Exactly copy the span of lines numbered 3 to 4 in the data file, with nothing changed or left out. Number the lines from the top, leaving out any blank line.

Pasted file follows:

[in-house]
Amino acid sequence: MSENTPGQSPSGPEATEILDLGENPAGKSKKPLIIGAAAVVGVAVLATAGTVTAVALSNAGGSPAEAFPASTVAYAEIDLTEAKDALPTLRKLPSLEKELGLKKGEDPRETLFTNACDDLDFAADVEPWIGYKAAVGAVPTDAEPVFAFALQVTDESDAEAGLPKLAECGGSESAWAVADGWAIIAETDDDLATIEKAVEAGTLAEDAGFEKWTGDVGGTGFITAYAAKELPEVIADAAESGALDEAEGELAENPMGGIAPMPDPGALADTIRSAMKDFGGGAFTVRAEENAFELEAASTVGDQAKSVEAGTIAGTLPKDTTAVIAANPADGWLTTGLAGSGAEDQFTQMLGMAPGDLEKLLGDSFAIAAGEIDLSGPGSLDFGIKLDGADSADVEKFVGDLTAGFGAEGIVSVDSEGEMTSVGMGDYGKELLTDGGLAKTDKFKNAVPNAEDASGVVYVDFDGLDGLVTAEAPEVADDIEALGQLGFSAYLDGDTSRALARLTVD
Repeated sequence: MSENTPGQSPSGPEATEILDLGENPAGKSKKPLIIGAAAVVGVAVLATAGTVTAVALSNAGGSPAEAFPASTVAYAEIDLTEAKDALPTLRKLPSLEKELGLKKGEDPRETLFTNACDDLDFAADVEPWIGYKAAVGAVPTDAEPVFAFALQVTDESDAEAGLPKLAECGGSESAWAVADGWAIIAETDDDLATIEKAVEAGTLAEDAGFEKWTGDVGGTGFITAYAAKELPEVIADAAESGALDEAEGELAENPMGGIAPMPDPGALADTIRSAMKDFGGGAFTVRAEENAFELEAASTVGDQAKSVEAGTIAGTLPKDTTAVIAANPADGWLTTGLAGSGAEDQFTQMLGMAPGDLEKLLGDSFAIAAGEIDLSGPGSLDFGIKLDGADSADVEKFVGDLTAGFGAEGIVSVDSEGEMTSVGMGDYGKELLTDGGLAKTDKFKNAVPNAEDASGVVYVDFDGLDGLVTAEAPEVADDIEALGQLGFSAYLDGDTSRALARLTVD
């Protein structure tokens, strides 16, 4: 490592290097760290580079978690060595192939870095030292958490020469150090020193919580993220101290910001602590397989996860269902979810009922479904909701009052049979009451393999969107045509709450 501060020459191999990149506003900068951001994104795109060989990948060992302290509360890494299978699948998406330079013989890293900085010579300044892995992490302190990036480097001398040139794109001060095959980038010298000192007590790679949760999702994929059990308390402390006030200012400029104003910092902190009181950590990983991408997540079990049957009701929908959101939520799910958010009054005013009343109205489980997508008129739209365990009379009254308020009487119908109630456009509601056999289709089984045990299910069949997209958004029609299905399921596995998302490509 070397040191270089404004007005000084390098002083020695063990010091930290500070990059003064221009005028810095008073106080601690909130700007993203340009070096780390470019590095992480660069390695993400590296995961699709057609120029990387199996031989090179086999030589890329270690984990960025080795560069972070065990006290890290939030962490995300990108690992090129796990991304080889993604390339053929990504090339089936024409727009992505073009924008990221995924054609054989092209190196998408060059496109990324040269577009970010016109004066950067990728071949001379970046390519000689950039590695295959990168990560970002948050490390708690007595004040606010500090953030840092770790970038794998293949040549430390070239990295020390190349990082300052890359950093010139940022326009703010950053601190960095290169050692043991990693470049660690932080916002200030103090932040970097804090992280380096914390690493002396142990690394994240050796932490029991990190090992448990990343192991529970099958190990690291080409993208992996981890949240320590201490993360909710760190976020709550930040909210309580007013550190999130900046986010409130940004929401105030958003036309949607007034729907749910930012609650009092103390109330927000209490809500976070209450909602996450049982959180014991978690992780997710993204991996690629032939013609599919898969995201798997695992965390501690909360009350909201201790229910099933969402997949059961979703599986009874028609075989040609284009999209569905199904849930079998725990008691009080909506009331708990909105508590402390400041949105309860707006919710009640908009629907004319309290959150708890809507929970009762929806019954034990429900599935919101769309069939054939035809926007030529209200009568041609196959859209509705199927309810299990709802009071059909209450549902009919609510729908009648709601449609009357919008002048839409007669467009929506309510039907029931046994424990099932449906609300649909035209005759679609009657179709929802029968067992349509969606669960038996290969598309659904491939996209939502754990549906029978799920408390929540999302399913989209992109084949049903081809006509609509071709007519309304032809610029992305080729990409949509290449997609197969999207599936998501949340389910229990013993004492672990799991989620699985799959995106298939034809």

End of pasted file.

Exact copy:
Repeated sequence: MSENTPGQSPSGPEATEILDLGENPAGKSKKPLIIGAAAVVGVAVLATAGTVTAVALSNAGGSPAEAFPASTVAYAEIDLTEAKDALPTLRKLPSLEKELGLKKGEDPRETLFTNACDDLDFAADVEPWIGYKAAVGAVPTDAEPVFAFALQVTDESDAEAGLPKLAECGGSESAWAVADGWAIIAETDDDLATIEKAVEAGTLAEDAGFEKWTGDVGGTGFITAYAAKELPEVIADAAESGALDEAEGELAENPMGGIAPMPDPGALADTIRSAMKDFGGGAFTVRAEENAFELEAASTVGDQAKSVEAGTIAGTLPKDTTAVIAANPADGWLTTGLAGSGAEDQFTQMLGMAPGDLEKLLGDSFAIAAGEIDLSGPGSLDFGIKLDGADSADVEKFVGDLTAGFGAEGIVSVDSEGEMTSVGMGDYGKELLTDGGLAKTDKFKNAVPNAEDASGVVYVDFDGLDGLVTAEAPEVADDIEALGQLGFSAYLDGDTSRALARLTVD
């Protein structure tokens, strides 16, 4: 490592290097760290580079978690060595192939870095030292958490020469150090020193919580993220101290910001602590397989996860269902979810009922479904909701009052049979009451393999969107045509709450 501060020459191999990149506003900068951001994104795109060989990948060992302290509360890494299978699948998406330079013989890293900085010579300044892995992490302190990036480097001398040139794109001060095959980038010298000192007590790679949760999702994929059990308390402390006030200012400029104003910092902190009181950590990983991408997540079990049957009701929908959101939520799910958010009054005013009343109205489980997508008129739209365990009379009254308020009487119908109630456009509601056999289709089984045990299910069949997209958004029609299905399921596995998302490509 070397040191270089404004007005000084390098002083020695063990010091930290500070990059003064221009005028810095008073106080601690909130700007993203340009070096780390470019590095992480660069390695993400590296995961699709057609120029990387199996031989090179086999030589890329270690984990960025080795560069972070065990006290890290939030962490995300990108690992090129796990991304080889993604390339053929990504090339089936024409727009992505073009924008990221995924054609054989092209190196998408060059496109990324040269577009970010016109004066950067990728071949001379970046390519000689950039590695295959990168990560970002948050490390708690007595004040606010500090953030840092770790970038794998293949040549430390070239990295020390190349990082300052890359950093010139940022326009703010950053601190960095290169050692043991990693470049660690932080916002200030103090932040970097804090992280380096914390690493002396142990690394994240050796932490029991990190090992448990990343192991529970099958190990690291080409993208992996981890949240320590201490993360909710760190976020709550930040909210309580007013550190999130900046986010409130940004929401105030958003036309949607007034729907749910930012609650009092103390109330927000209490809500976070209450909602996450049982959180014991978690992780997710993204991996690629032939013609599919898969995201798997695992965390501690909360009350909201201790229910099933969402997949059961979703599986009874028609075989040609284009999209569905199904849930079998725990008691009080909506009331708990909105508590402390400041949105309860707006919710009640908009629907004319309290959150708890809507929970009762929806019954034990429900599935919101769309069939054939035809926007030529209200009568041609196959859209509705199927309810299990709802009071059909209450549902009919609510729908009648709601449609009357919008002048839409007669467009929506309510039907029931046994424990099932449906609300649909035209005759679609009657179709929802029968067992349509969606669960038996290969598309659904491939996209939502754990549906029978799920408390929540999302399913989209992109084949049903081809006509609509071709007519309304032809610029992305080729990409949509290449997609197969999207599936998501949340389910229990013993004492672990799991989620699985799959995106298939034809």